Thursday, April 21, 2011

Apocalypse Now: Sufjan's "John Wayne Gacy, Jr."

I just ran across a video for Sufjan Stevens' "John Wayne Gacy, Jr." and I think it is a good example of how contemporary art (and perhaps preaching) can alert us to the tragic trajectory of sin and enmity by way of a dynamic paraphrase rather than a literal translation. The song is beautifully melancholy but when you pay attention to the lyrics and see the video it brings home (subtly and tastefully but all the more powerfully) the dark story that it depicts. It is a contemporary hell rather than apocalyptic imagery, but it has the potential to evoke awareness of what separateness from the life of God really amounts to. Perhaps for those with ears to hear it also amplifies our holy fear of the One who could just let us have it.



25 victims identified. 8 unidentified.
Found in the crawlspace beneath his home.
The last line of the wikipedia article on him says: "Examination of Gacy's brain after his execution revealed no abnormalities."

Having heard the song but not contemplated the lyrics, I wondered about Sufjan's tentative gasps of breath at the end. Now my voice is stuck in my throat too.

On one hand the imprecatory Psalms come right into focus with stories like this. It is unimaginable to me how the God who reconciles the world to himself in Christ could give us heaven on earth without also bringing justice with him. The biblical images assure me that God is more upset by injustice and evil than I am, and give me unimaginable pictures of the end of evil. How it all works out exactly is beyond my imagination and abilities to postulate (thank God), but I recognize that His judgement is good, am glad that there is justice rather than everlasting tolerance, and trust Him with it.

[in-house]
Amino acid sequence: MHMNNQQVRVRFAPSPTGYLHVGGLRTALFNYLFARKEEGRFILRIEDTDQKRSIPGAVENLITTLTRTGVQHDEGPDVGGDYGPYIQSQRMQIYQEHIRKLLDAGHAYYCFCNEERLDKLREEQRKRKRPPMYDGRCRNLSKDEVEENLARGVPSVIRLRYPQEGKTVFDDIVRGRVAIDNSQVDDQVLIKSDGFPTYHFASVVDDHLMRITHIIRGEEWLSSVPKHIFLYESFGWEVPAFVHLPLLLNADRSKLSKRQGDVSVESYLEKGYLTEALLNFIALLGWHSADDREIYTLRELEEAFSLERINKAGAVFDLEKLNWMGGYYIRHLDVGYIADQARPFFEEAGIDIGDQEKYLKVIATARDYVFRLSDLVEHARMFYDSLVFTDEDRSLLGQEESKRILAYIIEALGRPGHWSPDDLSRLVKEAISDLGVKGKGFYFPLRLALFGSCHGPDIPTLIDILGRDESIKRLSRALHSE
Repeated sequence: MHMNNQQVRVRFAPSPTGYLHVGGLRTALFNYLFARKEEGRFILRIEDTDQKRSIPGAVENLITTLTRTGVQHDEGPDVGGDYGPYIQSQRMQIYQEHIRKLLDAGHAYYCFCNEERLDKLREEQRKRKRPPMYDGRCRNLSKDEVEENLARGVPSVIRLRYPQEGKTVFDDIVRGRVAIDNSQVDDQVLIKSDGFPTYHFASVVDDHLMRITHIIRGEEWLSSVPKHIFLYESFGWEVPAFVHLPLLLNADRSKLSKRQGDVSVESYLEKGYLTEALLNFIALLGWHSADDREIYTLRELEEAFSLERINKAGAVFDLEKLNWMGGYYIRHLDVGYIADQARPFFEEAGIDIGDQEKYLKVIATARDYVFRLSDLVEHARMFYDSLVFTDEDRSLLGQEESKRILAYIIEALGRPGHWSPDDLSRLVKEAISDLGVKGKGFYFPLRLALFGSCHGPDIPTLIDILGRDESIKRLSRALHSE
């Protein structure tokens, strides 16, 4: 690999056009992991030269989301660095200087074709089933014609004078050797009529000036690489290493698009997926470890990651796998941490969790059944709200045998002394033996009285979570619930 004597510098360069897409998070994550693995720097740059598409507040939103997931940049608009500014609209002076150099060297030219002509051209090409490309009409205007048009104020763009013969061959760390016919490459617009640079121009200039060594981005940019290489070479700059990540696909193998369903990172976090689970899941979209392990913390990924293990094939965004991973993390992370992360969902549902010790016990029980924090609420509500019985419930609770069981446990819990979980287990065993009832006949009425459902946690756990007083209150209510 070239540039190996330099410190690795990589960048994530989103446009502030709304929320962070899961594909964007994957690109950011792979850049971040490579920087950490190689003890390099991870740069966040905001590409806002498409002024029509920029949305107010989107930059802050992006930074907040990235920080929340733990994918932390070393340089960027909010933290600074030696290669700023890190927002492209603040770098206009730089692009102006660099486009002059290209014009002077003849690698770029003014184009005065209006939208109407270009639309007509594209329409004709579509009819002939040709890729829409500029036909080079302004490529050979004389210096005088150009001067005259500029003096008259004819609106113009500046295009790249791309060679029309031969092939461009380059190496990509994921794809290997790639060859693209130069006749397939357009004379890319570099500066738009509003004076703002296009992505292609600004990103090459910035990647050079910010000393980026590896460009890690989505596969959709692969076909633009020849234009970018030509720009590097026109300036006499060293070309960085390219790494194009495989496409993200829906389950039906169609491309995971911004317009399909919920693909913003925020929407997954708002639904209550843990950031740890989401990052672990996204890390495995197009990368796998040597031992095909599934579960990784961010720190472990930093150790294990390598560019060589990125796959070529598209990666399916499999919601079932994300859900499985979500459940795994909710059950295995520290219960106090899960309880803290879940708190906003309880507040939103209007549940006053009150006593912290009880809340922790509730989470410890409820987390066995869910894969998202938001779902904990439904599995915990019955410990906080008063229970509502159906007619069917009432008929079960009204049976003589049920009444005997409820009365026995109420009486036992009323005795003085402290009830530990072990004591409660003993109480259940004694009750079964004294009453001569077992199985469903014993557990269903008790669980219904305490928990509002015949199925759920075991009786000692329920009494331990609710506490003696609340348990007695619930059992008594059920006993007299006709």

On the other hand, I also recognize my complicity with the broken conditions of the world and the different ways that evil drags on my own heart. And whilst this fills me with the fear of God I am also gratefully reminded of the Son of God's words to the penitent people thrown desperately at his feet. He said "do not be afraid," told them to get up, and sent them into the world as ministers of His reconciliation. Perfect love drives out fear and mercy triumphs over judgment, we are told -- though all around the world may crumble. Into this world we are sent to live.

We can paint our stark pictures of reality, and this is probably all the more necessary when we are bombarded daily with the self-soothing comforts of the globally advantaged. However: Ours is not a spirit of fear, but of love, and this is the love for which all creation groans. Our motive is not guilt, but grace; not fear, but love; not hellfire, but kingdom come. Fear and guilt just can't sustain the kind of cross-bearing self-sacrificing love that the gospel's trajectory of social justice requires, let alone the hope it holds out.

1 comment:

Brett Gee 英 明 said...

Thanks, Jon.